The United States, Canada, Mexico and the North American Free Trade Agreement
Canada and the United States share close borders and close ties. Whether it be trade, travel or tourism; the borders that divide these great countries become more and more accessible as time passes.
One such way the Canada and the United States has developed a stronger bond is through the North American Free Trade Agreement or NAFTA. The NAFTA is a trade agreement that facilitates preferential treatment between Canada and the U.S. and was subsequently expanded to include Mexico.
The North American Free Trade Agreement was established to facilitate and therefore increase the import and export of goods and services between the agreeing countries. Additionally however; the NAFTA also incorporates provisions for individuals as well.
Individuals may enter these agreeing countries without the requirement of a visa (except for Mexico) but their stay must be temporary in nature. The NAFTA defines this temporary entry as entry without the intent to establish permanent residence. If an officer is unsatisfied that you will exit Canada at the time of your entry attempt, they have the right not to admit you regardless of the NAFTA agreement.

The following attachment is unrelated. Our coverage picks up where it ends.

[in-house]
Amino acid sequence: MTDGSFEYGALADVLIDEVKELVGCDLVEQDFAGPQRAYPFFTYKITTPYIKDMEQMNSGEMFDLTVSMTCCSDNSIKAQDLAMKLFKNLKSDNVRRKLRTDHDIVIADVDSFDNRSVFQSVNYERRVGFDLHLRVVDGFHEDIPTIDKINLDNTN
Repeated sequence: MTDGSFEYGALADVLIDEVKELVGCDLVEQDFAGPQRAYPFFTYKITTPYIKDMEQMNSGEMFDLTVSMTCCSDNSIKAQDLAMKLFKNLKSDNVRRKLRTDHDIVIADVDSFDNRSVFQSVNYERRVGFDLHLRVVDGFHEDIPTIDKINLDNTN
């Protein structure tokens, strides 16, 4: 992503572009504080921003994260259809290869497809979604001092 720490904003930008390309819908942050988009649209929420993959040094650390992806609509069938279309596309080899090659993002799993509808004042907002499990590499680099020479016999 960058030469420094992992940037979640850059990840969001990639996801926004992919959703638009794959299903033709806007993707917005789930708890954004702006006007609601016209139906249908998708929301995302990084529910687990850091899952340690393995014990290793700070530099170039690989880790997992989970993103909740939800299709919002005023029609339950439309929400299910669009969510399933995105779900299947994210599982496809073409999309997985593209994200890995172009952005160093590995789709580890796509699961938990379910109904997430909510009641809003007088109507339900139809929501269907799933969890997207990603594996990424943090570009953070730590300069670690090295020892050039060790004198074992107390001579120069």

The NAFTA Agreement is a broad agreement that encompasses more than just trade and travel; there are other provisions as well that have an impact on Canadian Immigration.
- NAFTA facilitates temporary entry for business people who are citizens of the U.S. and Mexico who are involved in the trade of goods/services or investment activities
- NAFTA removes the need for a Labour Market Opinion for all business people who are covered under the agreement
- In the case of business visitors, NAFTA removes the need for a work permit
- For some professionals and intra-company transferees, the application process is expedited due to the fact that the application can be processed at a port of entry
If you are an American or Mexican Citizen and you wish to temporarily enter Canada, being a citizen of one of these countries does not automatically grant you entry to Canada, it simply means that you may not require a visa before entering. You will still need to satisfy a Border Official that your stay in Canada will be temporary or that you do not intend to enter the Canadian Labour Market, depending on the purpose of your travel to Canada.
An Officer at the border may want to see certain documentation to help satisfy them that your intended purpose in Canada meets the requirements of a temporary resident. These documents should be with you when you travel.